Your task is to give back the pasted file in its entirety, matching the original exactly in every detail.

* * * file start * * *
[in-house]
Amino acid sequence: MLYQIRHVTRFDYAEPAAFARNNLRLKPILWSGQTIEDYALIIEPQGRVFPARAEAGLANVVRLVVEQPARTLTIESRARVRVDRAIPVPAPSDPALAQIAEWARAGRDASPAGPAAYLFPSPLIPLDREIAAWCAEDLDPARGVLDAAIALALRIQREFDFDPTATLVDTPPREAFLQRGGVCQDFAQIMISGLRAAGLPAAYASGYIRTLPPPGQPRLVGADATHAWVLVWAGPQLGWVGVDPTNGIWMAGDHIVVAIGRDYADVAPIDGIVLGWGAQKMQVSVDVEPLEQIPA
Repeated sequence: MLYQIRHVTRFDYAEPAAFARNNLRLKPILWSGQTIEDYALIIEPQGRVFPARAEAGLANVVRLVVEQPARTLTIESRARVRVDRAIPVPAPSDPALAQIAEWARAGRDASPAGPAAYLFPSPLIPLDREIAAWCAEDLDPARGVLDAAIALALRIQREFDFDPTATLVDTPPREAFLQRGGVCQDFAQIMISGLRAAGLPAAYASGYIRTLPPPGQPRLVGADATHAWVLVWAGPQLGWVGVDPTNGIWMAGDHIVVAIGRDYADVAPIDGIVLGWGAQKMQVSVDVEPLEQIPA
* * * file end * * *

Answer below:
[in-house]
Amino acid sequence: MLYQIRHVTRFDYAEPAAFARNNLRLKPILWSGQTIEDYALIIEPQGRVFPARAEAGLANVVRLVVEQPARTLTIESRARVRVDRAIPVPAPSDPALAQIAEWARAGRDASPAGPAAYLFPSPLIPLDREIAAWCAEDLDPARGVLDAAIALALRIQREFDFDPTATLVDTPPREAFLQRGGVCQDFAQIMISGLRAAGLPAAYASGYIRTLPPPGQPRLVGADATHAWVLVWAGPQLGWVGVDPTNGIWMAGDHIVVAIGRDYADVAPIDGIVLGWGAQKMQVSVDVEPLEQIPA
Repeated sequence: MLYQIRHVTRFDYAEPAAFARNNLRLKPILWSGQTIEDYALIIEPQGRVFPARAEAGLANVVRLVVEQPARTLTIESRARVRVDRAIPVPAPSDPALAQIAEWARAGRDASPAGPAAYLFPSPLIPLDREIAAWCAEDLDPARGVLDAAIALALRIQREFDFDPTATLVDTPPREAFLQRGGVCQDFAQIMISGLRAAGLPAAYASGYIRTLPPPGQPRLVGADATHAWVLVWAGPQLGWVGVDPTNGIWMAGDHIVVAIGRDYADVAPIDGIVLGWGAQKMQVSVDVEPLEQIPA